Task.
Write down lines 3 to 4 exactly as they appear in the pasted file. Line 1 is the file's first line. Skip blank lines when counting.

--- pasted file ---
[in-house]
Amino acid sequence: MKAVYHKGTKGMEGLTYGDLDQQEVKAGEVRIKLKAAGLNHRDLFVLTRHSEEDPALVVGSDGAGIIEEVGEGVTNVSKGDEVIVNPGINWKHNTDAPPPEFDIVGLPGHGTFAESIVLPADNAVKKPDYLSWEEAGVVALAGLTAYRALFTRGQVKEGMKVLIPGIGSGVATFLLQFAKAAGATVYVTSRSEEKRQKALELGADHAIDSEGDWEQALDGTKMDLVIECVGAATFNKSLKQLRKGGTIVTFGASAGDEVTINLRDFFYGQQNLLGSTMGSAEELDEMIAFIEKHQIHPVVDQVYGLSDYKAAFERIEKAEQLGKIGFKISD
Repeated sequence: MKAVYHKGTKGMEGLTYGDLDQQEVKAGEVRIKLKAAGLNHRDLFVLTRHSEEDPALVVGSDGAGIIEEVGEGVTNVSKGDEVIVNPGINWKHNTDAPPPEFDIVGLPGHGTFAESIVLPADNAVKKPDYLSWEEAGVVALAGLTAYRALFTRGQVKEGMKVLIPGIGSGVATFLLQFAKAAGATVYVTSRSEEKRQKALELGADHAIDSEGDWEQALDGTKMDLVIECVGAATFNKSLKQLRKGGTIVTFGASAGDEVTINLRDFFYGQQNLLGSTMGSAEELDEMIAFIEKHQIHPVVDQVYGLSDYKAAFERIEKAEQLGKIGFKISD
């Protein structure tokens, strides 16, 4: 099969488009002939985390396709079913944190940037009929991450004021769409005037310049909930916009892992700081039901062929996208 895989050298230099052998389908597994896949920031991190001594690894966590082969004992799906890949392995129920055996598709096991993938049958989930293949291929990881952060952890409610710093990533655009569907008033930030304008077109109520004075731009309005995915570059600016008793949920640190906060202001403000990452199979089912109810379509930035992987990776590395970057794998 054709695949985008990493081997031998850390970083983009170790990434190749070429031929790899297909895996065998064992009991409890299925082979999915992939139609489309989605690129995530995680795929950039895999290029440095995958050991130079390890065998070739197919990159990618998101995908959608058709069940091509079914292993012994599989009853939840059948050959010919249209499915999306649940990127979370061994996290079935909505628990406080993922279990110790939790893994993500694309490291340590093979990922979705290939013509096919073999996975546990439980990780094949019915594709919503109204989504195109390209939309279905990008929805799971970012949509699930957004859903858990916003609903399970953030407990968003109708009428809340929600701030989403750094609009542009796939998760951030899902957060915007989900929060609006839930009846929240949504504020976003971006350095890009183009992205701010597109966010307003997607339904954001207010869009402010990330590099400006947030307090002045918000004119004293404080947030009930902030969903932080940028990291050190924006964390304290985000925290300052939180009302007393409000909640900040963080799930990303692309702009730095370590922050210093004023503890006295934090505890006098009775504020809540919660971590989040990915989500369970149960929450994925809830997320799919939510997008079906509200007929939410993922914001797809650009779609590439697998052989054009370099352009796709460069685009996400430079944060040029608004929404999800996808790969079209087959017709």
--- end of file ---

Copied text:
Repeated sequence: MKAVYHKGTKGMEGLTYGDLDQQEVKAGEVRIKLKAAGLNHRDLFVLTRHSEEDPALVVGSDGAGIIEEVGEGVTNVSKGDEVIVNPGINWKHNTDAPPPEFDIVGLPGHGTFAESIVLPADNAVKKPDYLSWEEAGVVALAGLTAYRALFTRGQVKEGMKVLIPGIGSGVATFLLQFAKAAGATVYVTSRSEEKRQKALELGADHAIDSEGDWEQALDGTKMDLVIECVGAATFNKSLKQLRKGGTIVTFGASAGDEVTINLRDFFYGQQNLLGSTMGSAEELDEMIAFIEKHQIHPVVDQVYGLSDYKAAFERIEKAEQLGKIGFKISD
């Protein structure tokens, strides 16, 4: 099969488009002939985390396709079913944190940037009929991450004021769409005037310049909930916009892992700081039901062929996208 895989050298230099052998389908597994896949920031991190001594690894966590082969004992799906890949392995129920055996598709096991993938049958989930293949291929990881952060952890409610710093990533655009569907008033930030304008077109109520004075731009309005995915570059600016008793949920640190906060202001403000990452199979089912109810379509930035992987990776590395970057794998 054709695949985008990493081997031998850390970083983009170790990434190749070429031929790899297909895996065998064992009991409890299925082979999915992939139609489309989605690129995530995680795929950039895999290029440095995958050991130079390890065998070739197919990159990618998101995908959608058709069940091509079914292993012994599989009853939840059948050959010919249209499915999306649940990127979370061994996290079935909505628990406080993922279990110790939790893994993500694309490291340590093979990922979705290939013509096919073999996975546990439980990780094949019915594709919503109204989504195109390209939309279905990008929805799971970012949509699930957004859903858990916003609903399970953030407990968003109708009428809340929600701030989403750094609009542009796939998760951030899902957060915007989900929060609006839930009846929240949504504020976003971006350095890009183009992205701010597109966010307003997607339904954001207010869009402010990330590099400006947030307090002045918000004119004293404080947030009930902030969903932080940028990291050190924006964390304290985000925290300052939180009302007393409000909640900040963080799930990303692309702009730095370590922050210093004023503890006295934090505890006098009775504020809540919660971590989040990915989500369970149960929450994925809830997320799919939510997008079906509200007929939410993922914001797809650009779609590439697998052989054009370099352009796709460069685009996400430079944060040029608004929404999800996808790969079209087959017709």